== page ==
Remember that banner some Cubs fans paraded through Wrigley Field in 1984? "39 Years of Suffering is Over," it said, referring to the pennant drought.

No, it isn't. And now it's 65 years. 102 years if one is counting championships.

Wednesday, June 23, 2010

Mr. Ricketts writes back

On Feb. 12, I wrote a letter to Tom Ricketts, the new owner of the Chicago Cubs. In this letter, I suggested the Cubs need a complete ballpark renovation and a full night-game schedule to compete on even terms with their rivals. On June 7, Mr. Ricketts wrote back. Here is his letter:

As you can imagine, the past year has been a busy one for the Ricketts Family. Words cannot describe how excited we all are to finally be a part of this great franchise. Because of all the activities involved with taking ownership of the Cubs, I have been unable to answer my personal mail as quickly as I would have liked. Now that the season is well under way, replying to this mail has become my next priority.

I read with great interest your suggestions on improving Wrigley Field. After meeting with various structural engineers, we have been assured that Wrigley has 'good bones.' It is our goal to reinvest the profits back into the stadium to preserve the Wrigley experience for the next generation. We have already begun some of these upgrades such as improved restrooms, a batting tunnel arcade, a new and expanded weight room, kitchen and nutrition center as well as a players' lounge. But, because it is a 100-year-old park, it will take time to implement all the changes that are desired.

At the current time, there are no plans to add more night games to our schedule. We want to be good neighbors and part of the community so we need to be respectful of the neighborhood we 'live' in. However, we have not ruled out possibly adding more night games in the future.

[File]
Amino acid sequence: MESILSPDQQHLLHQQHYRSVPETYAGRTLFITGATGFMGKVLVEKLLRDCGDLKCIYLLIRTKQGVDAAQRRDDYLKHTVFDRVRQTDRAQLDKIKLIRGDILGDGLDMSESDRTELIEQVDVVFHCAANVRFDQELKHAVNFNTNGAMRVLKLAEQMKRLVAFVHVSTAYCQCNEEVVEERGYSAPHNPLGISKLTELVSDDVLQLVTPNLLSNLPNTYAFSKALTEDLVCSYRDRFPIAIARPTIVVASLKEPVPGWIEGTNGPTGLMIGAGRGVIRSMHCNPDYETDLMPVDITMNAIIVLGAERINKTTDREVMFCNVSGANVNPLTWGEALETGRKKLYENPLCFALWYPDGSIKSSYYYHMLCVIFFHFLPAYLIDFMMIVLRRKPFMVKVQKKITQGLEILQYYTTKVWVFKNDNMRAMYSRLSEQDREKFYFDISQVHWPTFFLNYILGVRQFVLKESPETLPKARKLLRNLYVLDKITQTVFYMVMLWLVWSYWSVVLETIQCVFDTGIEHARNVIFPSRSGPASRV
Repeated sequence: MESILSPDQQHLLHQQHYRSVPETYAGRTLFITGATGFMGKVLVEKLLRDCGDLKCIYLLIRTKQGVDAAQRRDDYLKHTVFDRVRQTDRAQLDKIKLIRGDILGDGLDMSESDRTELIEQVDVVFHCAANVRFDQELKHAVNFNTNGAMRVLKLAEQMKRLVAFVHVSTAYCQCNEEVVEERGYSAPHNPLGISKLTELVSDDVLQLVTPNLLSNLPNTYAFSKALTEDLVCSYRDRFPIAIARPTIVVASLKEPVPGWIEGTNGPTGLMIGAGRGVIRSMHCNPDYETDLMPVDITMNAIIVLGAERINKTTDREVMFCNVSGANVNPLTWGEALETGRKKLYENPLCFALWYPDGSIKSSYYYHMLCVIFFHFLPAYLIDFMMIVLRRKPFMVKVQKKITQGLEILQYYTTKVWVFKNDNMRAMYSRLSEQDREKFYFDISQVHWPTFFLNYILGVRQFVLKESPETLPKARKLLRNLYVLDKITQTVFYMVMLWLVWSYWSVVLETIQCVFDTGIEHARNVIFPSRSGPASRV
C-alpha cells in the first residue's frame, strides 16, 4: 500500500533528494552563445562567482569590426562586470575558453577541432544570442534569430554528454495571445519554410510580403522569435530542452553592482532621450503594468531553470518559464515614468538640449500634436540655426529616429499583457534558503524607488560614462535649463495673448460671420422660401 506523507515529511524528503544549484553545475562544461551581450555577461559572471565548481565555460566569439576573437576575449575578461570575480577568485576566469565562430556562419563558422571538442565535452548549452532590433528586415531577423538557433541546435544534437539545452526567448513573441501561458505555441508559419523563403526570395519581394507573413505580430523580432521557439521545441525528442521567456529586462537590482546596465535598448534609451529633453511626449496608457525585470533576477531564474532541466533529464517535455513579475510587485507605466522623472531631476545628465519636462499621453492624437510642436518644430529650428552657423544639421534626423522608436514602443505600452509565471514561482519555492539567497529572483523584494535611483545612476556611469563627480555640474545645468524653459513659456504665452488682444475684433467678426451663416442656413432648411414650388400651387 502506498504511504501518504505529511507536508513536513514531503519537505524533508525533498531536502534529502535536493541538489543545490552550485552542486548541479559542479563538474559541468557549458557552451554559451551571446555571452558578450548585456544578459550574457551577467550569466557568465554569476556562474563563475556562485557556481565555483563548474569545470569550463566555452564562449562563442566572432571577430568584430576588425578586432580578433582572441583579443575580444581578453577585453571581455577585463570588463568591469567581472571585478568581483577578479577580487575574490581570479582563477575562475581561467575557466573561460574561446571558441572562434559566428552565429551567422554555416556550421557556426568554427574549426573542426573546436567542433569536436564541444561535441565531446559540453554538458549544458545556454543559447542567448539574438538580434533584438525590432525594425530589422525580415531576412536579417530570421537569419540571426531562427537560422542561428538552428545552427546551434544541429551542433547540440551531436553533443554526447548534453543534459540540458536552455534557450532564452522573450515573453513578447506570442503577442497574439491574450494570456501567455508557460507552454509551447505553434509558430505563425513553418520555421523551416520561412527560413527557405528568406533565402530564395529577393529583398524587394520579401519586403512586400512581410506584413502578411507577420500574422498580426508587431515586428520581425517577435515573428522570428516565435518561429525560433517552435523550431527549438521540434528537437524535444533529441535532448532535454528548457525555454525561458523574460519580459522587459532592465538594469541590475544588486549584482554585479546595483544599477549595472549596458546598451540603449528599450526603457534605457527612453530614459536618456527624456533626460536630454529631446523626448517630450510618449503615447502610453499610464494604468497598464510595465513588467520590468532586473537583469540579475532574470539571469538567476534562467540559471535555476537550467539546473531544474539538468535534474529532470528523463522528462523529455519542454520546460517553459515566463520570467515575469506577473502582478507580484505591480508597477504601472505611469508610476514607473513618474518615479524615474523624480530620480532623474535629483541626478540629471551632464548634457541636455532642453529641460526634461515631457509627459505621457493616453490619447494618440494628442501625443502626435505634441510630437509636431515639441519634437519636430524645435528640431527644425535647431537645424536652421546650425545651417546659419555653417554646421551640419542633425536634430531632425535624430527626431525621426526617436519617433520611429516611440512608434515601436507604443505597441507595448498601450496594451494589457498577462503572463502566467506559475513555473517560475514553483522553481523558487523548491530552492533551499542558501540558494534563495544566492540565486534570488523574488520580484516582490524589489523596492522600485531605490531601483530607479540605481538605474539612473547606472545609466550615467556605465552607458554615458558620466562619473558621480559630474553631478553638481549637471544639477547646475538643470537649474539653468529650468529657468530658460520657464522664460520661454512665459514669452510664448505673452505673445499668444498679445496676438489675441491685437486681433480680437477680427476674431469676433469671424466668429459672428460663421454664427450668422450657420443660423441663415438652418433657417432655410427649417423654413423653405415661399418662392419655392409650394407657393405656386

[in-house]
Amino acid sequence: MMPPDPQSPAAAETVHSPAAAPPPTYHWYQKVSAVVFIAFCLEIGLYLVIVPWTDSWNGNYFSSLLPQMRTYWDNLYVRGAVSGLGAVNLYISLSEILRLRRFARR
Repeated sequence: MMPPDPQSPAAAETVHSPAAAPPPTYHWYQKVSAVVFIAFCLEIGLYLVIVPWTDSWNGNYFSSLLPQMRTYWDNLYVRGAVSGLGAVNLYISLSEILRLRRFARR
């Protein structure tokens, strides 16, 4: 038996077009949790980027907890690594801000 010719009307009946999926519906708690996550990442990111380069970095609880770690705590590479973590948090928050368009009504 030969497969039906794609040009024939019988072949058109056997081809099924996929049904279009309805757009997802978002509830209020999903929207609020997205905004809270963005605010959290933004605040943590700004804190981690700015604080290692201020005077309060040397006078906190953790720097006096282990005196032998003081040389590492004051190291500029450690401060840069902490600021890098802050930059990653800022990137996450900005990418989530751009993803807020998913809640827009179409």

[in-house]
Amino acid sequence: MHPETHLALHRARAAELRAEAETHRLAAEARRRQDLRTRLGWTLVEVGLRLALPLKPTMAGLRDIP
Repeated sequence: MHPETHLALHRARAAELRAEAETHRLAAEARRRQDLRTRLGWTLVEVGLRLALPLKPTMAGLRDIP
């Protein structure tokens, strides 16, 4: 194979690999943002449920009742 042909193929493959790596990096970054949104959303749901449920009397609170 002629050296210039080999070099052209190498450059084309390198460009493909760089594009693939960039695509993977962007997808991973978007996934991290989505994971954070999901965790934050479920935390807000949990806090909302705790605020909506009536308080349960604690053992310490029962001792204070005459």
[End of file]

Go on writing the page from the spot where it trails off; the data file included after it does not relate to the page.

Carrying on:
Thank you so much for taking the time to write. It is always a pleasure to hear from a fellow Cub fan.


[signed: Tom]

Tom Ricketts

Can mikvah use save the world?

A group of Jews in Borough Park and Petak-Tivka are spreading the message that the answer to our problems is for Jewish men and women to use the mikvah ritual immersion pool on a regular basis. They add that a Jewish family should spend on mikvah outreach the amount it spends annually on its own mikvah use. Mikva-Tikva estimates this to be $250-$500, which is probably accurate. (A woman who is neither pregnant nor nursing might spend $250 for the year; her husband's annual pass would probably cost the same.) The organization also advises against: using non-Hebrew names; smoking in public; and buying foreign cars.

When these men came on a fundraising visit to a shul where I was davening shacharis, one member used the term "silver bullet." He's probably right. Mikvah use can be very inspiring and fulfilling for men and women. It's a step in the right direction. But it won't solve all our problems.